Computational models of coherence for open-domain dialogue

PhD candidate Alessandra Cervone

October 8, 2020
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Time: 10.00

PhD Candidate

  • Alessandra Cervone

Abstract of Dissertation

Coherence is the quality that gives a text its conceptual unity, making a text a coordinated set of connected parts rather than a random group of sentences (turns, in the case of dialogue).  Hence, coherence is an integral property of human communication, necessary for a meaningful discourse both in text and dialogue. As such, coherence can be regarded as a requirement for conversational agents, i.e. machines designed to converse with humans. Though recently there has been a proliferation in the usage and popularity of conversational agents, dialogue coherence is still a relatively neglected area of research, and coherence across multiple turns of a dialogue remains an open challenge for current conversational AI research. As conversational agents progress from being able to handle a single application domain to multiple ones through any domain (open-domain), the range of possible dialogue paths increases, and thus the problem of maintaining multi-turn coherence becomes especially critical.

In this thesis, we investigate two aspects of coherence in dialogue and how they can be used to design modules for an open-domain coherent conversational agent. In particular, our approach focuses on modeling intentional and thematic information patterns of distribution as proxies for a coherent discourse in open-domain dialogue. While for modeling intentional information we employ Dialogue Acts (DA) theory (Bunt, 2009); for modeling thematic information we rely on open-domain entities (Barzilay and Lapata, 2008). We find that DAs and entities play a fundamental role in modelling dialogue coherence both independently and jointly, and that they can be used to model different components of an open-domain conversational agent architecture, such as Spoken Language Understanding, Dialogue Management, Natural Language Generation, and open-domain dialogue evaluation.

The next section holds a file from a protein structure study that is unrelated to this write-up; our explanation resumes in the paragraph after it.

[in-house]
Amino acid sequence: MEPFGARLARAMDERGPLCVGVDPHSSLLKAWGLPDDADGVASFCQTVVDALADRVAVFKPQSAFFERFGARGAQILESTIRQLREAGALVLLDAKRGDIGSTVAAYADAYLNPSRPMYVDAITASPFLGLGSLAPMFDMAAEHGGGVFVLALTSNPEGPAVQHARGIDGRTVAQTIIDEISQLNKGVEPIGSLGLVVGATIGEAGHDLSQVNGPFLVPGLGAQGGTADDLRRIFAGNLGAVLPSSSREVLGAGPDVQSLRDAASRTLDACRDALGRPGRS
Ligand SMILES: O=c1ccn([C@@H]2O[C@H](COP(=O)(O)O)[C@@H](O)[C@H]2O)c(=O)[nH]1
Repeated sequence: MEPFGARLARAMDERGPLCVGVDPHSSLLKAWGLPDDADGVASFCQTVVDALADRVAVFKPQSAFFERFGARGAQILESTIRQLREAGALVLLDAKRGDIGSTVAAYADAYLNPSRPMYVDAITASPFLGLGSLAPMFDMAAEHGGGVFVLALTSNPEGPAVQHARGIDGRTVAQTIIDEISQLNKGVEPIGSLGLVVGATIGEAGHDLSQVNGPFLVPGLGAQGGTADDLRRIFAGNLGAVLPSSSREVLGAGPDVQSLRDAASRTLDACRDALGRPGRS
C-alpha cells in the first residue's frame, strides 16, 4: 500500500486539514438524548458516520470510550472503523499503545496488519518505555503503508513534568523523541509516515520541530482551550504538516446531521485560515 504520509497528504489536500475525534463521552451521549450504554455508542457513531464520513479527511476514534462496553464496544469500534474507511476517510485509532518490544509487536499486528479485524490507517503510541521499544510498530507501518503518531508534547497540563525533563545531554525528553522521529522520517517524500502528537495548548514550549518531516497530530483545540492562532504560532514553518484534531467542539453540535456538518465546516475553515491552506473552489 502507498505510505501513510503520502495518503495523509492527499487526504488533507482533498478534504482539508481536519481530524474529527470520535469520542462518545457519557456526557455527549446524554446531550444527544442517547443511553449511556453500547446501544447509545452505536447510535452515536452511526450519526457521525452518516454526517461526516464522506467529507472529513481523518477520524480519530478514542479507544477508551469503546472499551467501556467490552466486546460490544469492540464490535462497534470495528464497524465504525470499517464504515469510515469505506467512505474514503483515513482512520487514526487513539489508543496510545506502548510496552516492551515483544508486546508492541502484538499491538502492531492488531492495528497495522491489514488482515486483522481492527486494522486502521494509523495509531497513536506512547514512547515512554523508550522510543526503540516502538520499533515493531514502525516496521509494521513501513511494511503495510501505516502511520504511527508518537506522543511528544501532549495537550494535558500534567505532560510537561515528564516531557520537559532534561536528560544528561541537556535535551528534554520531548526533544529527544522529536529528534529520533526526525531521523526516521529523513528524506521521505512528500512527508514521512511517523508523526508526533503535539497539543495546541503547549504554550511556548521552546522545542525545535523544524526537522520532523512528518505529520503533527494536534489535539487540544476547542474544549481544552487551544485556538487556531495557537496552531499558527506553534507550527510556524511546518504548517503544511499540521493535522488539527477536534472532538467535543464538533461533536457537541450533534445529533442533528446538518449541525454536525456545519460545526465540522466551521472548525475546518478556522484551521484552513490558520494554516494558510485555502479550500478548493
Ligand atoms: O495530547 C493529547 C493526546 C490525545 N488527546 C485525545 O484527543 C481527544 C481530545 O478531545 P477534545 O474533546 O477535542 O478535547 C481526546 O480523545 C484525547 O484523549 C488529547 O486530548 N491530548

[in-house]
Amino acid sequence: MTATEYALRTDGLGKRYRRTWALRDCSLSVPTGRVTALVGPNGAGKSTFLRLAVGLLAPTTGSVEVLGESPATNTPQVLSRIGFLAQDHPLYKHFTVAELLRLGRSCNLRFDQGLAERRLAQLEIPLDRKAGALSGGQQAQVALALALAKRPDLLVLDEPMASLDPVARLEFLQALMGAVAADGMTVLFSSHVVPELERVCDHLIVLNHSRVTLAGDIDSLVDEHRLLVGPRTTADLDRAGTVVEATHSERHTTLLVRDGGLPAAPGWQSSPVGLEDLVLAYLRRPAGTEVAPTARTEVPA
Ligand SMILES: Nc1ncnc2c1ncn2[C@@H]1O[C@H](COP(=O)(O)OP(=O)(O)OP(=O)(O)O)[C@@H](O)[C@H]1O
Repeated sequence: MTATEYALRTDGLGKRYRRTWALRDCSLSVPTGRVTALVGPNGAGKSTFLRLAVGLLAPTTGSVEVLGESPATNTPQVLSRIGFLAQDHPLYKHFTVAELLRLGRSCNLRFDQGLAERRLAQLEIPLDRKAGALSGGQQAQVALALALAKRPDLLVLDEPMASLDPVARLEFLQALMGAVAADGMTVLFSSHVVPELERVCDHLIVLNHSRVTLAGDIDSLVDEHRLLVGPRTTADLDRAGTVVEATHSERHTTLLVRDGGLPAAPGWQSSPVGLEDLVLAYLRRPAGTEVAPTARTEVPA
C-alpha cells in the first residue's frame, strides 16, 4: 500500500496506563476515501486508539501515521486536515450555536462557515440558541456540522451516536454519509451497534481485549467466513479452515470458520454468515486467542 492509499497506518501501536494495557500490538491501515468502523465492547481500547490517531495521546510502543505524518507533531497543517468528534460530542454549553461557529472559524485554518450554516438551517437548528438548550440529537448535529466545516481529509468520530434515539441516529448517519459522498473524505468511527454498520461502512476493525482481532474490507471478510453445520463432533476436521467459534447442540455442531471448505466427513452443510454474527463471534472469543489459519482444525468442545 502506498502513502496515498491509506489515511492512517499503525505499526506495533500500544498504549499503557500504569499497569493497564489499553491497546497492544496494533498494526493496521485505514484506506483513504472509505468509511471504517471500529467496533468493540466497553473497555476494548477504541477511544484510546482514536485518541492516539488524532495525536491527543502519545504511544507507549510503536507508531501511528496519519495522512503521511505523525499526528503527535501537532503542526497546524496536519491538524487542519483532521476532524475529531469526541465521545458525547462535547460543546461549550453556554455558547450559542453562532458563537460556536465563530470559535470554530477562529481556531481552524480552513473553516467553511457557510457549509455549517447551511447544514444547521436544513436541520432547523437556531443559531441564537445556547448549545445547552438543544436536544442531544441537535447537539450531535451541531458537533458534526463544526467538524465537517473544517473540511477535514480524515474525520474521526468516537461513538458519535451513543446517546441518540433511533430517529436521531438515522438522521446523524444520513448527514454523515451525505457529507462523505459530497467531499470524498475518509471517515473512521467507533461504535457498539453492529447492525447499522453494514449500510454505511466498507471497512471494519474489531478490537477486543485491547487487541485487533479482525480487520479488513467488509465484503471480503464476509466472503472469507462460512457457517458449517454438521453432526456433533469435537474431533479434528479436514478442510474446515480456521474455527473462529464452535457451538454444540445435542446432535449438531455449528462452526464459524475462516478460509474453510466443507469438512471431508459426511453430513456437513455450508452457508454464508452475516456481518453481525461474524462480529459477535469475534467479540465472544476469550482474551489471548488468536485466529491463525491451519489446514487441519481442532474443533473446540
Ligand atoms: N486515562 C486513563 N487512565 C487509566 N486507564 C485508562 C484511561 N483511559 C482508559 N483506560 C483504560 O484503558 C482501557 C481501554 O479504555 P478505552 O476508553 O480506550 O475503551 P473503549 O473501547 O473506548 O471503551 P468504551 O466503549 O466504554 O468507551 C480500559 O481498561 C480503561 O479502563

The main contributions of this thesis are: (I) we present an open-domain modular conversational agent architecture based on entity and DA structures designed for coherence and engagement; (II) we propose a methodology for training an open-domain DA tagger compliant with the ISO 24617-2 standard (Bunt et al., 2012) combining multiple resources; (III) we propose different models, and a corpus, for predicting open-domain dialogue coherence using DA and entity information trained with weakly supervised techniques, first at the conversation level and then at the turn level; (IV) we present supervised approaches for automatic evaluation of open-domain conversation exploiting DA and entity information, both at the conversation level and at the turn level; (V) we present experiments with Natural Language Generation models that generate text from Meaning Representation  structures composed of DAs and slots for an open-domain setting. [at] ( ICT School)